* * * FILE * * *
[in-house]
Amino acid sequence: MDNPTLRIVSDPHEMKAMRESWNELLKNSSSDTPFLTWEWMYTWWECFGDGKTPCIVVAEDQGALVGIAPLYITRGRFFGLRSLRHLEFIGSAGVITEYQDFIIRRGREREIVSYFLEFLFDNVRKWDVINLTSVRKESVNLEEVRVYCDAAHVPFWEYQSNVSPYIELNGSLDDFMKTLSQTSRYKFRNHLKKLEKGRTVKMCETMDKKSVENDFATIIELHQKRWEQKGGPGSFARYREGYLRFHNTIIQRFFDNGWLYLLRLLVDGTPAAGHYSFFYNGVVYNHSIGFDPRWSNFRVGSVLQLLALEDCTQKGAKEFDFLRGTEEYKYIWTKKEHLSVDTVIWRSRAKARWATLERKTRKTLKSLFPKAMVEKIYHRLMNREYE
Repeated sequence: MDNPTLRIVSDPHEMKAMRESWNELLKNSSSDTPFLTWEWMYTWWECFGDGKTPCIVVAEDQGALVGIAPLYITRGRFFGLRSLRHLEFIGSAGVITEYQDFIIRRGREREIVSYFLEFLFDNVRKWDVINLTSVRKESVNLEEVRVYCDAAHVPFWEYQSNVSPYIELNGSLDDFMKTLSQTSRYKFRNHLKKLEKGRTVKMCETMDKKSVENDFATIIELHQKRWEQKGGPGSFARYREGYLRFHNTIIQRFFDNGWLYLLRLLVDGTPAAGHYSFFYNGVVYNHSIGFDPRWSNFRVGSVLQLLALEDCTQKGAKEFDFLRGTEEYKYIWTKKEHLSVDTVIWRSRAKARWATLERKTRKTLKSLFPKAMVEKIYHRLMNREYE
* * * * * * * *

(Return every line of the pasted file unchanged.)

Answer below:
[in-house]
Amino acid sequence: MDNPTLRIVSDPHEMKAMRESWNELLKNSSSDTPFLTWEWMYTWWECFGDGKTPCIVVAEDQGALVGIAPLYITRGRFFGLRSLRHLEFIGSAGVITEYQDFIIRRGREREIVSYFLEFLFDNVRKWDVINLTSVRKESVNLEEVRVYCDAAHVPFWEYQSNVSPYIELNGSLDDFMKTLSQTSRYKFRNHLKKLEKGRTVKMCETMDKKSVENDFATIIELHQKRWEQKGGPGSFARYREGYLRFHNTIIQRFFDNGWLYLLRLLVDGTPAAGHYSFFYNGVVYNHSIGFDPRWSNFRVGSVLQLLALEDCTQKGAKEFDFLRGTEEYKYIWTKKEHLSVDTVIWRSRAKARWATLERKTRKTLKSLFPKAMVEKIYHRLMNREYE
Repeated sequence: MDNPTLRIVSDPHEMKAMRESWNELLKNSSSDTPFLTWEWMYTWWECFGDGKTPCIVVAEDQGALVGIAPLYITRGRFFGLRSLRHLEFIGSAGVITEYQDFIIRRGREREIVSYFLEFLFDNVRKWDVINLTSVRKESVNLEEVRVYCDAAHVPFWEYQSNVSPYIELNGSLDDFMKTLSQTSRYKFRNHLKKLEKGRTVKMCETMDKKSVENDFATIIELHQKRWEQKGGPGSFARYREGYLRFHNTIIQRFFDNGWLYLLRLLVDGTPAAGHYSFFYNGVVYNHSIGFDPRWSNFRVGSVLQLLALEDCTQKGAKEFDFLRGTEEYKYIWTKKEHLSVDTVIWRSRAKARWATLERKTRKTLKSLFPKAMVEKIYHRLMNREYE